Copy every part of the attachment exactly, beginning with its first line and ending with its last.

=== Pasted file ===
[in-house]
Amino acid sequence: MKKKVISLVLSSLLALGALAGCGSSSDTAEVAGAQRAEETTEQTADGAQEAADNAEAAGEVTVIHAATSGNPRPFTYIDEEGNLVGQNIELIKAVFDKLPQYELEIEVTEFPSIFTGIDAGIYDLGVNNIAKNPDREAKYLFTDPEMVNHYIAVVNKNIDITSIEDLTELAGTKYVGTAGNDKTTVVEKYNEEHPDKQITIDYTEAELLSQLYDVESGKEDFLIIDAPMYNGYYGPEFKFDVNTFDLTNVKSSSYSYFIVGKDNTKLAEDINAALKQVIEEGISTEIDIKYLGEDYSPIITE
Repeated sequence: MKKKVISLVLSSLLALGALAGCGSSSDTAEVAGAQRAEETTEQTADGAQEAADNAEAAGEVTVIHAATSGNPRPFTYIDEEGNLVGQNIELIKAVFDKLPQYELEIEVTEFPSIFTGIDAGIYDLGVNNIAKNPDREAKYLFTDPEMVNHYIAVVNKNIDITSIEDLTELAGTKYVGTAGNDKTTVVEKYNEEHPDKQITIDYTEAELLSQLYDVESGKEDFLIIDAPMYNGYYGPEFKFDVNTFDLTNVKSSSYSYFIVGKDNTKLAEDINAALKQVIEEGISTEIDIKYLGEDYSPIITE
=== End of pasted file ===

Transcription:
[in-house]
Amino acid sequence: MKKKVISLVLSSLLALGALAGCGSSSDTAEVAGAQRAEETTEQTADGAQEAADNAEAAGEVTVIHAATSGNPRPFTYIDEEGNLVGQNIELIKAVFDKLPQYELEIEVTEFPSIFTGIDAGIYDLGVNNIAKNPDREAKYLFTDPEMVNHYIAVVNKNIDITSIEDLTELAGTKYVGTAGNDKTTVVEKYNEEHPDKQITIDYTEAELLSQLYDVESGKEDFLIIDAPMYNGYYGPEFKFDVNTFDLTNVKSSSYSYFIVGKDNTKLAEDINAALKQVIEEGISTEIDIKYLGEDYSPIITE
Repeated sequence: MKKKVISLVLSSLLALGALAGCGSSSDTAEVAGAQRAEETTEQTADGAQEAADNAEAAGEVTVIHAATSGNPRPFTYIDEEGNLVGQNIELIKAVFDKLPQYELEIEVTEFPSIFTGIDAGIYDLGVNNIAKNPDREAKYLFTDPEMVNHYIAVVNKNIDITSIEDLTELAGTKYVGTAGNDKTTVVEKYNEEHPDKQITIDYTEAELLSQLYDVESGKEDFLIIDAPMYNGYYGPEFKFDVNTFDLTNVKSSSYSYFIVGKDNTKLAEDINAALKQVIEEGISTEIDIKYLGEDYSPIITE